Report on Examination of Economic and Technical Assistance Program for Cambodia, International Cooperation Administration Department of State, Fiscal Years 1955-1957
B-133002, Jun 2, 1958
As part of our audit of the activities authorized by the Mutual Security Act of 1954, as amended (22 U.S.C. 1751), we have examined the United States economic and technical assistance program for Cambodia, as administered by the International Cooperation Administration (ICA) of the Department of State and its predecessor, the Foreign Operations Administration (FOA). Our examination included a review of pertinent records and procedures at the Washington office of ICA and a brief visit in October 1956 to the agency's operations mission in Phnom Penh (Mission). The principal objective of our examination was to determine, by reference to major activities and projects within the over-all country program, the adequacy of financial and related procedures in the use of mutual security funds appropriated for fiscal years 1955 and 1956. Our report gives effect to transactions and procedures in fiscal year 1957 which are pertinent to the matters covered in our examination. The scope of this report does not include the military assistance program for Cambodia which is under the administration of the Department of Defense and the subject of separate audit and reporting by the General Accounting Office.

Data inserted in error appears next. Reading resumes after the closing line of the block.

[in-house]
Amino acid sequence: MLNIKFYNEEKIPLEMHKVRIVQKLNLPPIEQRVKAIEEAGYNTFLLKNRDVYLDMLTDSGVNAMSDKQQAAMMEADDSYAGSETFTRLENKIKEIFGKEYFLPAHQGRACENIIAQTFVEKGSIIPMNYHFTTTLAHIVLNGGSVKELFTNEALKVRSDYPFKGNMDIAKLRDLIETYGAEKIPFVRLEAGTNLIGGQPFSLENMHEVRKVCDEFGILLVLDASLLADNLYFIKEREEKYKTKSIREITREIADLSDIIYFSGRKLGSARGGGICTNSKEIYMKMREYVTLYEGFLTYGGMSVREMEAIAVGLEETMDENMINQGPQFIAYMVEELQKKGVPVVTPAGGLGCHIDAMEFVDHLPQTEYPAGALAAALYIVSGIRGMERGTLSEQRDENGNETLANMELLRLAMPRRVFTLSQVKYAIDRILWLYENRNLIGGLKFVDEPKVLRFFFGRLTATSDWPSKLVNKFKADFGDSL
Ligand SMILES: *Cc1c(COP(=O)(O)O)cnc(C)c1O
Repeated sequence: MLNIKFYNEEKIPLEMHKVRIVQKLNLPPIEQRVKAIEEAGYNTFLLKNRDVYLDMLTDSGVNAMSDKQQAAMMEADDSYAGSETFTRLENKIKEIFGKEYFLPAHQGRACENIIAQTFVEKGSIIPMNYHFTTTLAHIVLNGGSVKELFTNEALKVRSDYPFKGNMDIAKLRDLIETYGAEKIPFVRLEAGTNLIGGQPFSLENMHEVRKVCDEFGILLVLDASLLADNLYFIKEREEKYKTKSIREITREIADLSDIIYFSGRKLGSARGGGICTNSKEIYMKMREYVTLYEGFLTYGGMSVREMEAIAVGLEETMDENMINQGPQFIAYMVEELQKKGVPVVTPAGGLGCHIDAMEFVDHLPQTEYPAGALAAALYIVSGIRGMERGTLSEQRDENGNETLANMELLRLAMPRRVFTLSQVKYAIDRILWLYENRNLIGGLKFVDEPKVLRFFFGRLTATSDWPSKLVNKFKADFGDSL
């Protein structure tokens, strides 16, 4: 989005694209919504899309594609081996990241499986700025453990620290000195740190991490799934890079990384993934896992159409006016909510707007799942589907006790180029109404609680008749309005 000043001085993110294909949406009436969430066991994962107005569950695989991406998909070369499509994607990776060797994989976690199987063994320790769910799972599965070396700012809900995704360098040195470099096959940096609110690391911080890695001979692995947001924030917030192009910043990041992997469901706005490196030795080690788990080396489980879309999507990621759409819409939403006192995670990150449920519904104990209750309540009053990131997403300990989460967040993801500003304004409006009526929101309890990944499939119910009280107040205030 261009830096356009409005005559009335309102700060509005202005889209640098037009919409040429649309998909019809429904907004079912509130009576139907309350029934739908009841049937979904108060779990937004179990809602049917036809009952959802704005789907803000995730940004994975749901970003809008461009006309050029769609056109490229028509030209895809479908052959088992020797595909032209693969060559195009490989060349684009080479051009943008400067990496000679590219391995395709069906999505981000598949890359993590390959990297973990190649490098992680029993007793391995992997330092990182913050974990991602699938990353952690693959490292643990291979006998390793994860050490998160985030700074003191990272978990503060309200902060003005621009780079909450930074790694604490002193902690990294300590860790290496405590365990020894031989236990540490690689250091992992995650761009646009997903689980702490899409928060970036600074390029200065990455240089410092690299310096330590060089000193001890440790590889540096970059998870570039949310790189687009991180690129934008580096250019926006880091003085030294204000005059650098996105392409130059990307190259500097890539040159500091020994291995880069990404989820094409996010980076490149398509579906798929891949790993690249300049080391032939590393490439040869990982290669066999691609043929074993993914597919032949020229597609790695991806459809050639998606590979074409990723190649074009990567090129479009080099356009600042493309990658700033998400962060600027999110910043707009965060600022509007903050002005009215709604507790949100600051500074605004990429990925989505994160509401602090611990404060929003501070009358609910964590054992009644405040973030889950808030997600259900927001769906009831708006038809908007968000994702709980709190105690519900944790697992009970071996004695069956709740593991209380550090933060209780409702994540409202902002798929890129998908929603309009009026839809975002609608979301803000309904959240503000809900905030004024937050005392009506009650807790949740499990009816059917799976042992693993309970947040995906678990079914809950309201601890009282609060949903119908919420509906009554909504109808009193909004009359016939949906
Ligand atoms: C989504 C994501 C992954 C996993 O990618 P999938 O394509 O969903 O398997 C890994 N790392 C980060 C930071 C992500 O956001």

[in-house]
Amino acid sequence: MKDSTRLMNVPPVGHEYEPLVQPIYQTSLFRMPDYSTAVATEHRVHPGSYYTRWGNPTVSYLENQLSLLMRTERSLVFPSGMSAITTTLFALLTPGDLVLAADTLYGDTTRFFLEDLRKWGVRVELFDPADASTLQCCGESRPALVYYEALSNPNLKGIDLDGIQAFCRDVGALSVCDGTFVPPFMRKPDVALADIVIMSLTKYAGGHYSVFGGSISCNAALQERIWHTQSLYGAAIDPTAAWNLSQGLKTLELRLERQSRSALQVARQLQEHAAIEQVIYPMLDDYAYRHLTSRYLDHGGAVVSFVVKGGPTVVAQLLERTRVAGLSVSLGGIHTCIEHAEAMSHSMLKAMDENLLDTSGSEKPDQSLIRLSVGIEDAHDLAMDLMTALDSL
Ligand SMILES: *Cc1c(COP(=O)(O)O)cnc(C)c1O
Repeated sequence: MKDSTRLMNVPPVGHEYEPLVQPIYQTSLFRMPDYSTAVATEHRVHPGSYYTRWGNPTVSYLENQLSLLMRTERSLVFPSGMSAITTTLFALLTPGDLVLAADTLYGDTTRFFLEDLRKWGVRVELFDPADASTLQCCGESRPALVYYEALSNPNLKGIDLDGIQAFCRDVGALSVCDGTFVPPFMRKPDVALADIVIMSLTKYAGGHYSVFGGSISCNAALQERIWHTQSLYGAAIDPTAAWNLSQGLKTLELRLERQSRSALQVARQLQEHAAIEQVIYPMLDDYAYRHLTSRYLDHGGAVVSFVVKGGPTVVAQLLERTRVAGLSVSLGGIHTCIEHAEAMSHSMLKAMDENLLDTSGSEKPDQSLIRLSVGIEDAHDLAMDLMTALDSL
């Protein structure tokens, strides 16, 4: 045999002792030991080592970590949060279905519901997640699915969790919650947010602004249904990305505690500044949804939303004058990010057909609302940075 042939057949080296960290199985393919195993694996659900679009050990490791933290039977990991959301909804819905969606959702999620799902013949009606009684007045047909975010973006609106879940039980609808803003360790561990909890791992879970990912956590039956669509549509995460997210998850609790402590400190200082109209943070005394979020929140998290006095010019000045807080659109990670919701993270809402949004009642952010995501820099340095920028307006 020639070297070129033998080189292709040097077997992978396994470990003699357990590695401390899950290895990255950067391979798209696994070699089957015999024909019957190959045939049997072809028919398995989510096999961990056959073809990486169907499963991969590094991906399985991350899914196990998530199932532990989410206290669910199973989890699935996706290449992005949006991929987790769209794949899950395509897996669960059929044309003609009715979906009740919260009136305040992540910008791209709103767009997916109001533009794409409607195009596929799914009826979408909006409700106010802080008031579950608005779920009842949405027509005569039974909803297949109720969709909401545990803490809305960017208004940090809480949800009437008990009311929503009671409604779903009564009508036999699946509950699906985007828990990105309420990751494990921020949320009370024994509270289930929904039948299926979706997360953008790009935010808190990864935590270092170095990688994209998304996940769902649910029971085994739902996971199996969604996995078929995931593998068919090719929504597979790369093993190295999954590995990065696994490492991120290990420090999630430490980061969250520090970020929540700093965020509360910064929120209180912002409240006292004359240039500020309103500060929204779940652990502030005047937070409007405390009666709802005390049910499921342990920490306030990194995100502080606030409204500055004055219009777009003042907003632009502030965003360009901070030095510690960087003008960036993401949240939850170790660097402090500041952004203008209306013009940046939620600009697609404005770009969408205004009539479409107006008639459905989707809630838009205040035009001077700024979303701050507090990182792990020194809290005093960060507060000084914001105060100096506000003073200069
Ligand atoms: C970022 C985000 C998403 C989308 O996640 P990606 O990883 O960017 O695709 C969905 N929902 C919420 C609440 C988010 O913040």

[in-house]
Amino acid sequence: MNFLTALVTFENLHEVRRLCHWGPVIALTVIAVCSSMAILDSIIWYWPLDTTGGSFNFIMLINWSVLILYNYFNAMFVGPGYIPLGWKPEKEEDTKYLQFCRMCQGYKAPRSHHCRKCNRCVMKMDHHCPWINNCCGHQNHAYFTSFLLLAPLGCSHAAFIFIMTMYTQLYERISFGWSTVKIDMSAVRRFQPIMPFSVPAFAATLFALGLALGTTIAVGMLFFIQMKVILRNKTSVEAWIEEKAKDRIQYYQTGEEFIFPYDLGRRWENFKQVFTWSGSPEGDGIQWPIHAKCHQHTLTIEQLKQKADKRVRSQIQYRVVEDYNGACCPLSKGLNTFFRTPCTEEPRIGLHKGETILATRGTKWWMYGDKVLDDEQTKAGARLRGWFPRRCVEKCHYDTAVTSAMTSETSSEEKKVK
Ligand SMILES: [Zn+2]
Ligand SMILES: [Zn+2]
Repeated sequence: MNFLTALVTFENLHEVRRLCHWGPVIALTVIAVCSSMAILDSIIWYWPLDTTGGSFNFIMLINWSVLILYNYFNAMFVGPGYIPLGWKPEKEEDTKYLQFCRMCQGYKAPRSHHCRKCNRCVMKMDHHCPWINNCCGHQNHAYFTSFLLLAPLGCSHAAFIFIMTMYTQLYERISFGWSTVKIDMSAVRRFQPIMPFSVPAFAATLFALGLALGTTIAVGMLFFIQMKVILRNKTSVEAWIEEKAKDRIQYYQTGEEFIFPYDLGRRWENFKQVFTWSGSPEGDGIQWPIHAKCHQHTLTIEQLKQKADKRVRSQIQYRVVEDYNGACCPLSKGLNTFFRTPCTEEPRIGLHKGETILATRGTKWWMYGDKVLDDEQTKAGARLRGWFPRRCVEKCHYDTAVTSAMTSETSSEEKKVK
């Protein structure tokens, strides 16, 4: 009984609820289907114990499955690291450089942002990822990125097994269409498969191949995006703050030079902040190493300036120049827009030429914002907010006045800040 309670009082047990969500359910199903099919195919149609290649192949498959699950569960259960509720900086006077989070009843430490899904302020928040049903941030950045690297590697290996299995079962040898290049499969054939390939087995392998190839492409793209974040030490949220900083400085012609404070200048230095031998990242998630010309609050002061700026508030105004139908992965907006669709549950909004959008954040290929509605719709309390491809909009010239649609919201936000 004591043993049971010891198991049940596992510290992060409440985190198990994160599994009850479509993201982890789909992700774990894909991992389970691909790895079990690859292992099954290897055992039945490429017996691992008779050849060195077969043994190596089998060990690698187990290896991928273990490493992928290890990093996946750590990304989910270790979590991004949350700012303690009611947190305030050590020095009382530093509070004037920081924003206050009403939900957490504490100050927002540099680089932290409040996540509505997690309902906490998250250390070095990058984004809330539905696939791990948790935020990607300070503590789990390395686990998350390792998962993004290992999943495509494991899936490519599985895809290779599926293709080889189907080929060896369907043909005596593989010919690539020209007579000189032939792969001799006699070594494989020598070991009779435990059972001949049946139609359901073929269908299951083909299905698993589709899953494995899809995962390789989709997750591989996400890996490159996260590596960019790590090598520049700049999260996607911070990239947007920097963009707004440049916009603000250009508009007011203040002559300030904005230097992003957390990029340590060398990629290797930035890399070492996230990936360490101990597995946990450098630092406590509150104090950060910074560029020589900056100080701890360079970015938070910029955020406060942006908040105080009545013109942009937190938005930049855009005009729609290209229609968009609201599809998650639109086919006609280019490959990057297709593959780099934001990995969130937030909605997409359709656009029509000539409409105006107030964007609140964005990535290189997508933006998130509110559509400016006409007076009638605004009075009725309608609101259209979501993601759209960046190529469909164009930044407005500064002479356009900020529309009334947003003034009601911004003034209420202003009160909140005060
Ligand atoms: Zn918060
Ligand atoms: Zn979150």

The assistance program for Cambodia--its objectives, nature, and administration--was influenced to a large extent by what was, in the opinion of the responsible United States agencies (ICA, State, and Defense), the political necessity of making a strong and immediate impact. Cambodia was spared the extreme dislocations suffered by the neighboring country of Vietnam as a result of open warfare, dismemberment, and attendant refugee problems. However, the requirements for assistance were deemed of such urgency that ICA undertook this program on an emergency basis without proper planning, adequate staffing, and a desirable degree of cooperation by the recipient government. The agency also considered it advisable to relax certain of its usual controls, made use of broad cash grants, and liberalized its import program. An important consideration in making prompt commitments and seeking speedy action, despite administrative handicaps, was that Cambodia has taken an independent and "neutral" position in world affairs and received outside aid, or offers of aid, from several other sources in addition to the United States. Cambodia has been receiving assistance from France, the nations participating in the Colombo Plan, the specialized agencies of the United Nations, and Communist China. The country also has received offers of aid from Czechoslovakia, Poland, Russia, and Japan. The agency has pointed to progress in the strengthening of internal security and the stabilization of the economy as a result of its assistance activities in 1955 and 1956. Following the initial emergency period, the need for greater administrative efficiency has been generally recognized by the agency. We observed subsequent improvements in administrative procedures, but believe that the agency faces the continuing task of reaching a better understanding with the recipient country in matters of program planning and execution and of bringing the scope of assistance activities into harmony with technical and administrative capabilities in Cambodia. An internal audit of the overseas mission in Cambodia, undertaken by the Audit Division of ICA in June-July 1956, made various recommendations to strengthen administrative and financial procedures. The internal audit findings were confirmed by our observations for the matters covered by our examination.